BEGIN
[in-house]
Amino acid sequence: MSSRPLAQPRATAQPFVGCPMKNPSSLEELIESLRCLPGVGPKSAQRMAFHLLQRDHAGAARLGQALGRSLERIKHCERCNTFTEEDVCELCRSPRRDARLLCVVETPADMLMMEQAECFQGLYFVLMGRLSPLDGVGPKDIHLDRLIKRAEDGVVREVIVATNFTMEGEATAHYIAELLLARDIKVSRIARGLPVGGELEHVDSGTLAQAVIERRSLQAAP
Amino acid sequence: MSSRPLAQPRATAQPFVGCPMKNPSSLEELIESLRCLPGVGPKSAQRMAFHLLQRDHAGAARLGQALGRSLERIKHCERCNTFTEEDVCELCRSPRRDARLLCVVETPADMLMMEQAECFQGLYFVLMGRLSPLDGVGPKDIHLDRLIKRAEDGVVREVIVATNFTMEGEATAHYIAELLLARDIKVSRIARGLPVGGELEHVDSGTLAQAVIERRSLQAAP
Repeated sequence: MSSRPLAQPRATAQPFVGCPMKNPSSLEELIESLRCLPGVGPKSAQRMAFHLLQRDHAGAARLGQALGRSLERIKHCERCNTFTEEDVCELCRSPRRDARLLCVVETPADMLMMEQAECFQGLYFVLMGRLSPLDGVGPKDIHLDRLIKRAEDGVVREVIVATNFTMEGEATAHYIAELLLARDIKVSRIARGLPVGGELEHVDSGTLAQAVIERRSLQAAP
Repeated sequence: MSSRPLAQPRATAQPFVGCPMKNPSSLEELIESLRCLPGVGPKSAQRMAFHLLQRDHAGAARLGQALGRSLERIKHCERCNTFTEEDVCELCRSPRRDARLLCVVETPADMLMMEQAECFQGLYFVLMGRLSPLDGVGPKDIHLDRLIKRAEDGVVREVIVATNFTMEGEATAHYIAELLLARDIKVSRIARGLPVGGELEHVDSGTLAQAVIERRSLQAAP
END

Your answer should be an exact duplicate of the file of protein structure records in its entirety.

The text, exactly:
[in-house]
Amino acid sequence: MSSRPLAQPRATAQPFVGCPMKNPSSLEELIESLRCLPGVGPKSAQRMAFHLLQRDHAGAARLGQALGRSLERIKHCERCNTFTEEDVCELCRSPRRDARLLCVVETPADMLMMEQAECFQGLYFVLMGRLSPLDGVGPKDIHLDRLIKRAEDGVVREVIVATNFTMEGEATAHYIAELLLARDIKVSRIARGLPVGGELEHVDSGTLAQAVIERRSLQAAP
Amino acid sequence: MSSRPLAQPRATAQPFVGCPMKNPSSLEELIESLRCLPGVGPKSAQRMAFHLLQRDHAGAARLGQALGRSLERIKHCERCNTFTEEDVCELCRSPRRDARLLCVVETPADMLMMEQAECFQGLYFVLMGRLSPLDGVGPKDIHLDRLIKRAEDGVVREVIVATNFTMEGEATAHYIAELLLARDIKVSRIARGLPVGGELEHVDSGTLAQAVIERRSLQAAP
Repeated sequence: MSSRPLAQPRATAQPFVGCPMKNPSSLEELIESLRCLPGVGPKSAQRMAFHLLQRDHAGAARLGQALGRSLERIKHCERCNTFTEEDVCELCRSPRRDARLLCVVETPADMLMMEQAECFQGLYFVLMGRLSPLDGVGPKDIHLDRLIKRAEDGVVREVIVATNFTMEGEATAHYIAELLLARDIKVSRIARGLPVGGELEHVDSGTLAQAVIERRSLQAAP
Repeated sequence: MSSRPLAQPRATAQPFVGCPMKNPSSLEELIESLRCLPGVGPKSAQRMAFHLLQRDHAGAARLGQALGRSLERIKHCERCNTFTEEDVCELCRSPRRDARLLCVVETPADMLMMEQAECFQGLYFVLMGRLSPLDGVGPKDIHLDRLIKRAEDGVVREVIVATNFTMEGEATAHYIAELLLARDIKVSRIARGLPVGGELEHVDSGTLAQAVIERRSLQAAP